A jury found Trump friend Thomas Barrack not guilty on all counts in the foreign lobbying trial

A jury found Trump friend Thomas Barrack not guilty on all counts in the foreign lobbying trial

A New York jury on Friday found Trump confidant and billionaire Thomas Barrack not guilty of all charges in his trial on federal lobbying charges.

Barrack, a 75-year-old investor who served as an adviser to former President Donald Trump and chairman of his inaugural committee, is accused of using his ties to the Trump administration to try to influence US foreign policy for a client, the United Arab Emirates.

Outside the federal courthouse in Brooklyn, Barak praised the jury and referred to “Lady Justice.”

“The system is amazing. The people are amazing. I have no animosity, I’m just proud to be an American,” Barak said, later adding that he was “done with politics.”

“Let’s stop fighting with each other. Let’s stop all the politicization of everything, whoever the president is,” Barrack told reporters before teenagers playing music on hand-held speakers passed by. Barak briefly stopped talking, raised his hands in the air and danced.

Prosecutors portrayed Barrack as a businessman “camping for cash” to use his White House connections to add a lucrative client to his investment portfolio. Barrack’s defense said he used his ties to the Middle East and the presidential administration to try to mediate disputes in the volatile but crucial region in an attempt to shut down an international investment career.

Jurors, empaneled since September 19, deliberated for two days before reaching their verdict.

Barracks pleaded not guilty on charges of acting as an unregistered foreign agent for the UAE, obstruction of justice and making false statements to the FBI.

Prosecutors showed the jury text messages and emails sent in 2016 and 2017, during the presidential campaign and the early days of the Trump administration, in which Barrack and an employee of his firm, Colony Capital, conveyed topics related to a “wish list” of UAE priorities. . Barack and an employee, Michael Grimes, communicated through an intermediary with Tahnoun bin Zayed Al Nahyan, a sheikh who is the UAE’s national security adviser, prosecutors said.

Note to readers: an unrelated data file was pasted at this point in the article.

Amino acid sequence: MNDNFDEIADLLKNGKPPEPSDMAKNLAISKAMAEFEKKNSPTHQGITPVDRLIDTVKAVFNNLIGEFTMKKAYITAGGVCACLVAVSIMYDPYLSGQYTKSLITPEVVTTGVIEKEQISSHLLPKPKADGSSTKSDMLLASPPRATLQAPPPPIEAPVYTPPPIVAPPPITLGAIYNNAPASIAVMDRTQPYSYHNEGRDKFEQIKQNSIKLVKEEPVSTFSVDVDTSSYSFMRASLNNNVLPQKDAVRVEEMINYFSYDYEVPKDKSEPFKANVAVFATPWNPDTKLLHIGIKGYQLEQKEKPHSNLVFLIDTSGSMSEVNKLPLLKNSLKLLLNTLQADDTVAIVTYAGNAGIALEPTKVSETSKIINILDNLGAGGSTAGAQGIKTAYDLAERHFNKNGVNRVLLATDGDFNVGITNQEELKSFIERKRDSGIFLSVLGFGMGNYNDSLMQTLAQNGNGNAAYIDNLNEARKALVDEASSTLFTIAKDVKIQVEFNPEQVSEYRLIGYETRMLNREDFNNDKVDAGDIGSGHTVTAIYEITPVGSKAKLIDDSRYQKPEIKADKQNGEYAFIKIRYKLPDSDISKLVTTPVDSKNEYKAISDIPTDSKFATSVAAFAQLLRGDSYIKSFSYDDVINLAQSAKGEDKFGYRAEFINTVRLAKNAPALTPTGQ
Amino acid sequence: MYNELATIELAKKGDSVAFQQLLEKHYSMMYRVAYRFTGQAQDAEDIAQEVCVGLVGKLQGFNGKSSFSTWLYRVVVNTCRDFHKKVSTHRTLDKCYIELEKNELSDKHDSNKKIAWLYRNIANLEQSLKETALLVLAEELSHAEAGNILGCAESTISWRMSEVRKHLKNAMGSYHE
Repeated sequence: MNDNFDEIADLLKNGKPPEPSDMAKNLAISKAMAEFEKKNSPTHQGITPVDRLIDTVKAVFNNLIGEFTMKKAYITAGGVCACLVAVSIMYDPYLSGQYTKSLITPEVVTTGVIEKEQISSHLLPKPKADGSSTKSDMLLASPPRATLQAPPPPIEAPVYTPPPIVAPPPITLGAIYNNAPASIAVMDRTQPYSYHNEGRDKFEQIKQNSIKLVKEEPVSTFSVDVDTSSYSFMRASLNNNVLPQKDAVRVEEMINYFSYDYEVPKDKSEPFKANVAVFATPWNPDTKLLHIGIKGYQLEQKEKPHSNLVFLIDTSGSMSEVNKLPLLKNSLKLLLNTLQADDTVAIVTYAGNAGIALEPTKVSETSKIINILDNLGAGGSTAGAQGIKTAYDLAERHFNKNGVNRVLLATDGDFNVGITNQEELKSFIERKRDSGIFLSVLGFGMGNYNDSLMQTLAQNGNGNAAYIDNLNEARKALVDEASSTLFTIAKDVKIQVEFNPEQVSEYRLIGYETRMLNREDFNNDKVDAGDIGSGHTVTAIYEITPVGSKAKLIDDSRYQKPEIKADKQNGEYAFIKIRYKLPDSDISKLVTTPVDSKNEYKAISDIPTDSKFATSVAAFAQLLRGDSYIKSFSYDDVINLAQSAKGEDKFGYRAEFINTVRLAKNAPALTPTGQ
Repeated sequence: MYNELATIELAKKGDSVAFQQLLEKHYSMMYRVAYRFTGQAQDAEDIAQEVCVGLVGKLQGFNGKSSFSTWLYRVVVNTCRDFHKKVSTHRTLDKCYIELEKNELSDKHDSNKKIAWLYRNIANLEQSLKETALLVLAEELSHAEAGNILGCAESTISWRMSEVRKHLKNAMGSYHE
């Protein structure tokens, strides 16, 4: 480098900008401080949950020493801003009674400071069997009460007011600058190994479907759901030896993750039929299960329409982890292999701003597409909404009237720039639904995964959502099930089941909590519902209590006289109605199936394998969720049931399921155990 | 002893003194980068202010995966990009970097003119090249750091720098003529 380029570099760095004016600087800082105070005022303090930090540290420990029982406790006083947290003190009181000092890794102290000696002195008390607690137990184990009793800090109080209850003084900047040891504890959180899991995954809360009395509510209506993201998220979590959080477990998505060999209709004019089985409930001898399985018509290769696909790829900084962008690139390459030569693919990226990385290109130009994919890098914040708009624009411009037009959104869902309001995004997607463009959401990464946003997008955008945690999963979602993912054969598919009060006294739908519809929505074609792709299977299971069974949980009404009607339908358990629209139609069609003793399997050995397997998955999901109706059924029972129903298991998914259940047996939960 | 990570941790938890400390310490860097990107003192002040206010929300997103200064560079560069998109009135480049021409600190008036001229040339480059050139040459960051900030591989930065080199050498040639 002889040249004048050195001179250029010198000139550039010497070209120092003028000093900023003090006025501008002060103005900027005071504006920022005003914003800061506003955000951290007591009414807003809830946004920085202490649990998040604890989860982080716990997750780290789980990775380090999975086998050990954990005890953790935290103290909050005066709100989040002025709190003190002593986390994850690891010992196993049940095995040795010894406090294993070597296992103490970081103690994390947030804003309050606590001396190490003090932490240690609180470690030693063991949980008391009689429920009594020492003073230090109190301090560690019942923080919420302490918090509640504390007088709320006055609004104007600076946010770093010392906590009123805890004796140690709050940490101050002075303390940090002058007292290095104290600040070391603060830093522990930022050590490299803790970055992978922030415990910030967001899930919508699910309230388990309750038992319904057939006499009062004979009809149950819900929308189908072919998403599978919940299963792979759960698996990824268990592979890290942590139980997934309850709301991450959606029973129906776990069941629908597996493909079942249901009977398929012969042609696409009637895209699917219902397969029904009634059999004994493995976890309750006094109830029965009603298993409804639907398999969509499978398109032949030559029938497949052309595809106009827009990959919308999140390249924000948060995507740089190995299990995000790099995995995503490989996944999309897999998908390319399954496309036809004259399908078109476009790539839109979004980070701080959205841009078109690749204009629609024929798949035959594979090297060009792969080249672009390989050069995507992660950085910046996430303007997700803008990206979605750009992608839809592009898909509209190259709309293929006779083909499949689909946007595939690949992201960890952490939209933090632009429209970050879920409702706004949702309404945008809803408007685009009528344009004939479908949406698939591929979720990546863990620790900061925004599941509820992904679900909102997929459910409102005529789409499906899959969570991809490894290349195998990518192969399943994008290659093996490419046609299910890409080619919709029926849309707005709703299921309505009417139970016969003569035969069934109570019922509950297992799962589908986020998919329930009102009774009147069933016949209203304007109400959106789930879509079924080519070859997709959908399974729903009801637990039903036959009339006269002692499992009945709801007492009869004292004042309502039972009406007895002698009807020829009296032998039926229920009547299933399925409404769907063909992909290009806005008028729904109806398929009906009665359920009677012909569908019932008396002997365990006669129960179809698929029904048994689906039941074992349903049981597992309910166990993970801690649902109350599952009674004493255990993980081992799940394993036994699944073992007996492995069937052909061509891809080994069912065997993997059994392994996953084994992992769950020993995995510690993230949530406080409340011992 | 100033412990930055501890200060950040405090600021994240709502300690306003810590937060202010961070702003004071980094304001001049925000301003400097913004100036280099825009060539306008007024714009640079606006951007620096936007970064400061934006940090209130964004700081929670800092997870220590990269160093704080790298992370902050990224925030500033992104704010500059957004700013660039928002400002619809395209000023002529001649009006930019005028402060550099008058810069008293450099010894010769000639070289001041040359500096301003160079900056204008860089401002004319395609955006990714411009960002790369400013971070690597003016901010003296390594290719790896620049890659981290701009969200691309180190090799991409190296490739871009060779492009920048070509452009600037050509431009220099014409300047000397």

Prosecutors said Barrack and Grimes’ efforts raised $374 million in new investments from the UAE’s sovereign wealth fund for their firm. Their defense said there was nothing illegal about their efforts to attract new investment and pointed out that the figure represented just 1% of the investment portfolio managed by Barrack’s former company, which is now known as DigitalBridge.

Grimes, 29, is also charged in the case. A jury found him not guilty of acting as an unregistered foreign agent.

The alleged middleman, an Emirati national living in California, Rashid al Malik, is also accused of acting as an unregistered foreign agent. Authorities have not located Al Malik.

After the verdict, Grimes said he was “grateful” to the jurors and to his parents, who attended the trial every day and “stood by me every day.”

“I’m grateful that I live in the United States that I have the opportunity to stand before a judge who is fair and impartial and a jury of my peers who have come to the conclusion of what should be. And that’s the truth,” Grimes said.

Asked what to do next, he said “insult”, without elaborating.

Outside the courtroom, prosecutors did not comment.

Barack spent the last six days of the trial on the bench, testify in his own defense. He described his communications with UAE officials about the Trump administration as “bloating” and attempts to mediate disputes.

The jury also heard the testimony of two officials of the Trump administration, the former Secretary of the Treasury Steven Mnuchincalled by Barrack’s defense, and former Secretary of State Rex Tillersoninvited by the government.

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